Put Yourself Out There

Closeup of businessman typing on laptop computer
Closeup of businessman typing on laptop computer

This is a short story about what good can come from putting yourself out there.

I posted an article at Model D the other day. It was personal to me. The response to the 631 words was reaffirming and indicative of a passion that exists for Detroit. I received more than 100 emails as of sitting down to write this article. All from thoughtful people who felt strongly enough to write me and they had a range of opinions. I appreciate them all. The activity on Facebook and Twitter bordered on viral -- however one measures that.

The following day someone created a meme online -- An Entrepreneurial White Guy meme. "It spread through the interwebs like wildfire" as one reporter put it. Now, while I am certainly not thrilled about the concept of someone using my picture as a medium, I realize it is not about me. In poking fun at me, many people were expressing dissent at the disproportionate amount of access and press coverage caucasian entrepreneurs receive in a city that is predominantly African-American. This is an important conversation at the surface level of a much deeper issue and one that is integral to progress. The fact is that I have the kind of access that allows me to pursue my goals. Many do not. Particularly those in the neighborhoods of Detroit where entrepreneurship matters most. We agree on this and we are talking about it and now we all need to do something about it. Participating in conversation is good -- being proactive, welcoming and productive is even better. We're getting closer to synergy between us all. This is the goal. In the coming days I am meeting with many of the folks most vocal in response to the article. I hope to seize the moment and together make widely known existing access points for entrepreneurs across the city. If we can crack participation we can tackle everything else.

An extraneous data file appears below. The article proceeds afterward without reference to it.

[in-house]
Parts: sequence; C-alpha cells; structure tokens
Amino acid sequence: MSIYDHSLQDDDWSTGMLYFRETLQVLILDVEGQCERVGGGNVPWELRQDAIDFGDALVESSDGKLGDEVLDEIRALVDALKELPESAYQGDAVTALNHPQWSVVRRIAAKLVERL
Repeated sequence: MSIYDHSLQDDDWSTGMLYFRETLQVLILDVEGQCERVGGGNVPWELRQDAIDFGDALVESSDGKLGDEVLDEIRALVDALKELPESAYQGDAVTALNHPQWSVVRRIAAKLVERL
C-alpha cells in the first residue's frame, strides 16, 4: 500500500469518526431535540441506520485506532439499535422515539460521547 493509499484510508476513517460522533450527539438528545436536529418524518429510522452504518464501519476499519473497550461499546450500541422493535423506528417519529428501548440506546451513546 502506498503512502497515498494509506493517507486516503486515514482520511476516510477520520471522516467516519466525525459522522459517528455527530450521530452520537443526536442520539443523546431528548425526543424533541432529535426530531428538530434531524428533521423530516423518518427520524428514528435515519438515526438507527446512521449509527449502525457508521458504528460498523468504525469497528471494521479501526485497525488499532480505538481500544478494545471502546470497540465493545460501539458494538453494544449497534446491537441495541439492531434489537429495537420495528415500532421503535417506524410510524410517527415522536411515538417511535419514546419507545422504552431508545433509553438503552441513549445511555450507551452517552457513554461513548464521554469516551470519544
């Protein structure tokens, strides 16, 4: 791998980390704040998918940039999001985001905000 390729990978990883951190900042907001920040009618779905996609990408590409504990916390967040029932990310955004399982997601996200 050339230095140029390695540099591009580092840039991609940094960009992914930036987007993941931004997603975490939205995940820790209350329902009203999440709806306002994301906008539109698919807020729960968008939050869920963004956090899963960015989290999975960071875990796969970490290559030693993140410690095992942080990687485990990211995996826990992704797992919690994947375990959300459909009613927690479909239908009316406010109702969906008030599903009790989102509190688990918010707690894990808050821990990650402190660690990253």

Today, we are having the conversation and are, for the moment, in a proximity that is quickly turning productive. None of this would have happened if I didn't put myself out there to be criticized, same with those who blogged, reported and talked to one another about it -- all participating at various scales. I vehemently believe that Detroit is a place and time where we can come together to design our collective outcomes. It is indeed the opportunity of a generation and it will take everyone, incoming and resident, black and white, young and old to harness it. If saying so makes me meme-worthy, I am comfortable with that.

Dandelion connects civic, social and corporate organizations with the communities they wish to impact, optimizing and documenting the process before sharing our findings with the world in an effort to inspire and inform replication.

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